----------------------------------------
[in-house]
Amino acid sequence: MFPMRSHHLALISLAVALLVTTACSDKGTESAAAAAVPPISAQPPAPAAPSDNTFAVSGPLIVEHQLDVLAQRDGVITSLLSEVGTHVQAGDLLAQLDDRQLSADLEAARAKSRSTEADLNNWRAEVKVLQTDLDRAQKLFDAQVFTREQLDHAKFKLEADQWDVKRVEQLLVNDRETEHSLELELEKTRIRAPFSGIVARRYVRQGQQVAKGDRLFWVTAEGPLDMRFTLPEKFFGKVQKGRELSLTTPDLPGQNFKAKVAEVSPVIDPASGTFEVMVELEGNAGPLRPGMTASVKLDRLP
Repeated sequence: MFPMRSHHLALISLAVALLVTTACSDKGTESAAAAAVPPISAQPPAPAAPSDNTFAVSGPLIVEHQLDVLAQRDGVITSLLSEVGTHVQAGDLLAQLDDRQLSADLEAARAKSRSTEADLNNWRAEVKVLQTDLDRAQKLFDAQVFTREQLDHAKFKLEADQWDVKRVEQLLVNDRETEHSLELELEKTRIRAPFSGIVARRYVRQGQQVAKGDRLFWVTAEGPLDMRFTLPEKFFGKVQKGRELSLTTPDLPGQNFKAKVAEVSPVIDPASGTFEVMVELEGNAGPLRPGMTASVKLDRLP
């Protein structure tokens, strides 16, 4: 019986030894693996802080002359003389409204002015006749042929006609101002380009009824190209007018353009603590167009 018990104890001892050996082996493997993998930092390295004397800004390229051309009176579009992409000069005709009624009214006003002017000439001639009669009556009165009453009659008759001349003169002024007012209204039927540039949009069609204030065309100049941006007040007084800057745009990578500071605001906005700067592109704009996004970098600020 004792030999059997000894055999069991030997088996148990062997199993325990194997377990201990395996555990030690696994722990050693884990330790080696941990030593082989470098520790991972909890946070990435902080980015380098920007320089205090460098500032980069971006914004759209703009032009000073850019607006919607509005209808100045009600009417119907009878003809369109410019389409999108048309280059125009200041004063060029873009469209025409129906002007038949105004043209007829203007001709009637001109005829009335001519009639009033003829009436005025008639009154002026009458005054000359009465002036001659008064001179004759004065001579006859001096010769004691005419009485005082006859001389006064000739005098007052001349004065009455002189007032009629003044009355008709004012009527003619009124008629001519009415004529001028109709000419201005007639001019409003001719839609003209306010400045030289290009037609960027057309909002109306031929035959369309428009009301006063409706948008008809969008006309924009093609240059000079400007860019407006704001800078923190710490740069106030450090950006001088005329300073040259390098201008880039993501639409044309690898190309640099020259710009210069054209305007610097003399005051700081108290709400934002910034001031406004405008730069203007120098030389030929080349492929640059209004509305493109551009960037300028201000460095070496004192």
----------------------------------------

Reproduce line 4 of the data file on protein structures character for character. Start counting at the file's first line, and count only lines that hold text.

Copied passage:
């Protein structure tokens, strides 16, 4: 019986030894693996802080002359003389409204002015006749042929006609101002380009009824190209007018353009603590167009 018990104890001892050996082996493997993998930092390295004397800004390229051309009176579009992409000069005709009624009214006003002017000439001639009669009556009165009453009659008759001349003169002024007012209204039927540039949009069609204030065309100049941006007040007084800057745009990578500071605001906005700067592109704009996004970098600020 004792030999059997000894055999069991030997088996148990062997199993325990194997377990201990395996555990030690696994722990050693884990330790080696941990030593082989470098520790991972909890946070990435902080980015380098920007320089205090460098500032980069971006914004759209703009032009000073850019607006919607509005209808100045009600009417119907009878003809369109410019389409999108048309280059125009200041004063060029873009469209025409129906002007038949105004043209007829203007001709009637001109005829009335001519009639009033003829009436005025008639009154002026009458005054000359009465002036001659008064001179004759004065001579006859001096010769004691005419009485005082006859001389006064000739005098007052001349004065009455002189007032009629003044009355008709004012009527003619009124008629001519009415004529001028109709000419201005007639001019409003001719839609003209306010400045030289290009037609960027057309909002109306031929035959369309428009009301006063409706948008008809969008006309924009093609240059000079400007860019407006704001800078923190710490740069106030450090950006001088005329300073040259390098201008880039993501639409044309690898190309640099020259710009210069054209305007610097003399005051700081108290709400934002910034001031406004405008730069203007120098030389030929080349492929640059209004509305493109551009960037300028201000460095070496004192």